JULIE DOIRON with the WOOLLY LEAVESand BABY EAGLEat the Drake Underground (1150 Queen West), Tuesday (February 20). $15-$17. 416-531-5042. Rating: NNNNN
Perpetual indie rock crush object Julie Doiron writes so openly and unselfconsciously about her life that her music tricks you into feeling like you've spent a weekend hanging out with the low-key strummer and her family in marshy Sackville, New Brunswick.
It's not that Doiron's a guts-out "Feel my pa-a-ain!" confessional songwriter. But she has a gift for delivering plainspoken descriptions of her domestic sphere with such candour that listening to her new Woke Myself Up (Endearing) disc has the effect of flipping through a close acquaintance's photo album.
Balancing being a working musician and devoted mother and wife has been a huge part of the singer/songwriter's work and world view since she embarked on a solo career after her seminal Canrock band, Eric's Trip, folded in 96.
So the news that she and her visual artist husband split earlier this year is, well, kinda heartbreaking. Especially since so much of Woke Myself Up - written before the breakup - is about trying to make things work.
"It's very hard and strange to play those songs," Doiron sighs over the phone from New Brunswick. "At least a third of the album is a love record - loving my family life, rushing to get home. And another third's about hating the music business - loving performing but wanting to just be with my family. And the last third...."
She pauses. "It's about realizing it wasn't gonna work out. I don't think it fully hit me until after the whole thing was recorded."
Sonically rawer and more aggressive than anything Doiron's released since Eric's Trip, the songs on Woke Myself Up follow a definite trajectory.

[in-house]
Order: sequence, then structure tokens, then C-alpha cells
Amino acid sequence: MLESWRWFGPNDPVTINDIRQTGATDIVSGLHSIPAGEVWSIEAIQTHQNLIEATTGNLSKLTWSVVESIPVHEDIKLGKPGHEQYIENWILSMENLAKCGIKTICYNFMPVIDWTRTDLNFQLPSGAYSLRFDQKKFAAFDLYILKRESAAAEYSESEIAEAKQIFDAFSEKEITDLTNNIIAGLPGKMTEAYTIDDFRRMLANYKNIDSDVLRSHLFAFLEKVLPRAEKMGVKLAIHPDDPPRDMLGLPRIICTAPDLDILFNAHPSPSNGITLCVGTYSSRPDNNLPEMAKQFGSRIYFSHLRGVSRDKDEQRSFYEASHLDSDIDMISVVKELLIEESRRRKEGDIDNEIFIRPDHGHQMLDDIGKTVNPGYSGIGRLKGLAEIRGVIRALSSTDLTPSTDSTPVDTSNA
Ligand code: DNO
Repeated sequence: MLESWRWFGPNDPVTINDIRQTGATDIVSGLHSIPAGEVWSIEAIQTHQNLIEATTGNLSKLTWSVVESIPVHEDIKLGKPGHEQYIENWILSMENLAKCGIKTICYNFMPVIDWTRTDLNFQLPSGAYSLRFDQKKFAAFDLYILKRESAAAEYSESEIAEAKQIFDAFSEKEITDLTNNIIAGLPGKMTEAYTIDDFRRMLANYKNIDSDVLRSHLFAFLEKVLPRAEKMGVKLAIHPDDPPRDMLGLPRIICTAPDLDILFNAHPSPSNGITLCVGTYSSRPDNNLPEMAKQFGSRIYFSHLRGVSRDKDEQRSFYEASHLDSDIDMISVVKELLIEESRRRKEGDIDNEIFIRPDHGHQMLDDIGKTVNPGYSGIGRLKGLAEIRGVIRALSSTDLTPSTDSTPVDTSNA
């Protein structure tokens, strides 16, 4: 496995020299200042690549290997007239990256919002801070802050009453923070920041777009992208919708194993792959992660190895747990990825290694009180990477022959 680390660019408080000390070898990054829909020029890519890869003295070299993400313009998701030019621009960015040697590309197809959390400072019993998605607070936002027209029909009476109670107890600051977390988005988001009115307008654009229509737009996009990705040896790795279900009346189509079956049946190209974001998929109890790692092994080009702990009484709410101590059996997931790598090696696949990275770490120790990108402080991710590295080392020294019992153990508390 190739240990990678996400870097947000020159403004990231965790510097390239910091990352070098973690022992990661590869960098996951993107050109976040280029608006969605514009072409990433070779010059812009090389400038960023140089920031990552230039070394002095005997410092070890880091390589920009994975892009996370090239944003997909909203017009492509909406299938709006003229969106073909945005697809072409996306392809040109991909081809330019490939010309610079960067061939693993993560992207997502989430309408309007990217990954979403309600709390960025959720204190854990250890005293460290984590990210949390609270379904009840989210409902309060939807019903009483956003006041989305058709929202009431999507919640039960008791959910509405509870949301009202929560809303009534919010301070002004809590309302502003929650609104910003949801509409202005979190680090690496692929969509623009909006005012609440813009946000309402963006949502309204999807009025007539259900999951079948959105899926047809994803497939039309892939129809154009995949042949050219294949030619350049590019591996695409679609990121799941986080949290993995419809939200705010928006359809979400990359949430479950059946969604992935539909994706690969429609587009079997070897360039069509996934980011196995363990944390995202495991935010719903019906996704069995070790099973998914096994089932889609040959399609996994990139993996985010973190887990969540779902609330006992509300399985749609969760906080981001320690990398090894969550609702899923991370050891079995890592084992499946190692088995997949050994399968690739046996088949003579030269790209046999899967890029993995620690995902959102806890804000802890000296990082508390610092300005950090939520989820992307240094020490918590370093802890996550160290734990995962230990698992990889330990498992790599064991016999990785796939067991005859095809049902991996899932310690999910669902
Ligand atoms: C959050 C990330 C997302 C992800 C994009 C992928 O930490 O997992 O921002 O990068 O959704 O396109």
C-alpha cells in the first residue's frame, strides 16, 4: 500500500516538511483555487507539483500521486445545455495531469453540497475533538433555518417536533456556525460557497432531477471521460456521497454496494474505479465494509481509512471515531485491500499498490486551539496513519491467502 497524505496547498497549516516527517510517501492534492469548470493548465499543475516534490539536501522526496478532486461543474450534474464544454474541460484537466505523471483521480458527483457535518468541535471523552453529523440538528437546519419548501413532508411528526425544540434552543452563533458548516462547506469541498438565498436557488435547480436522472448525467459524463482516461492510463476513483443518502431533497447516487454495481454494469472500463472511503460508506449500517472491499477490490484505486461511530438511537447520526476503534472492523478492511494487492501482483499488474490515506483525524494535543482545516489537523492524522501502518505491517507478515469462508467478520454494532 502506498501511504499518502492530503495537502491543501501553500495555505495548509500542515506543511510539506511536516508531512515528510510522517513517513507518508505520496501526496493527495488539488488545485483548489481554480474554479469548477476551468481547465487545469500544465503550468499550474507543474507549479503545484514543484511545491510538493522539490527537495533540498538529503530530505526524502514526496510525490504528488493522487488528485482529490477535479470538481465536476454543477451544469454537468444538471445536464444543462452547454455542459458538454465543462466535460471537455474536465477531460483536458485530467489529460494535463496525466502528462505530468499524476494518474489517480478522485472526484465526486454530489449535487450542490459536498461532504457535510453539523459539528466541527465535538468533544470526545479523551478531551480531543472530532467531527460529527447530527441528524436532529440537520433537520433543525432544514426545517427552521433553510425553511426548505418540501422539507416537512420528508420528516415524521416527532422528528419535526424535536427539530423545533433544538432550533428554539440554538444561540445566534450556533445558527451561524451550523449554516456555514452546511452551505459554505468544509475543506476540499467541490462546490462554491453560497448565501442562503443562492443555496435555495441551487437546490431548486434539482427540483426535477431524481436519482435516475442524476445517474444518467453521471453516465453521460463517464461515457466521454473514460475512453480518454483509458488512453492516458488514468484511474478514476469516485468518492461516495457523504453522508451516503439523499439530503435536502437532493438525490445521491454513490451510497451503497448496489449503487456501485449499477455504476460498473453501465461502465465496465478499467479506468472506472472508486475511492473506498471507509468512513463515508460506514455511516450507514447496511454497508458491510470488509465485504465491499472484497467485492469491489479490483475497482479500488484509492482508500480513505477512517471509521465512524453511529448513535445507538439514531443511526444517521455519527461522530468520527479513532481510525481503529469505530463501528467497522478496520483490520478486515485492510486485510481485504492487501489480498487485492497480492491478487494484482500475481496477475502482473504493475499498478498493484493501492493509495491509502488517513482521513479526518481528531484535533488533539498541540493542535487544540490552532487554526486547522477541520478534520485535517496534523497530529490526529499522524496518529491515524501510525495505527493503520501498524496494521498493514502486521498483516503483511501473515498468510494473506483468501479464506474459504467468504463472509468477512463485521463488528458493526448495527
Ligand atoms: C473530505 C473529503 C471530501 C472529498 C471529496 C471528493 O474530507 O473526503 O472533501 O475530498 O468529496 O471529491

Jaunty electric guitars crunch and snares keep waltz time while a bleary-eyed Doiron tucks her restless daughter back in bed; she navigates stormy back
roads in a sadly sweet folk song, driving all night to crawl into bed with her only love. The album's midpoint is thick with tension: "No more singing," she repeatedly vows in minor-key melodies over an elastic funk bass line, then wrestles with infidelity two tracks later.
Then there's the the crackly, shaky, untitled mea culpa, buried at the album's end. It's simple, stark and completely devastating.
"The hidden track was written after I finished everything else," Doiron explains. "It's an explanation about why things ended up the way they did.
"Every time I play it, I feel like I'm overstepping the boundary of what people can handle," she continues, laughing ruefully. "It's so scary and personal that it's like an emotional workout. And I tend to act so goofy onstage that it's a bit of a shock in my show, I think."
At the very least, Woke Myself Up is the album many of her fans have been dying for since 96. Featuring former bandmates Rick White (who also engineered and mixed the disc), Chris Thompson and Mark Gaudet, it's the closest Eric's Trip have come to making a reunion record.
Doiron claims she was thrilled about coming full circle to work with the guys who helped launch her career, though she's still not sure about a proper Eric's Trip release.
"Rick and I have been talking about making music together since we toured back in 2001. "I know I've been resistant because I worked so hard to make a different name for myself as a solo artist, but it was really fun to work with them on this record."
In the meantime, Doiron's pretty caught up in collaborating with fellow East Coasters Shotgun & Jaybird, preparing to move to Montreal and, for the time being, staying off the booze.
It seems like a weird time to try going straight-edge. Aren't you supposed to avoid kicking habits during periods of major life change?
"I'm trying to go a month without drinking," groans Doiron. "I'm obsessed with it now that I'm three, no, four days in! When you're a musician and your life is hanging out in bars, making it through a month without drinking means you can do pretty much anything. I don't have anyone travelling with me, so I get pretty lonely.
"But I do have my knitting."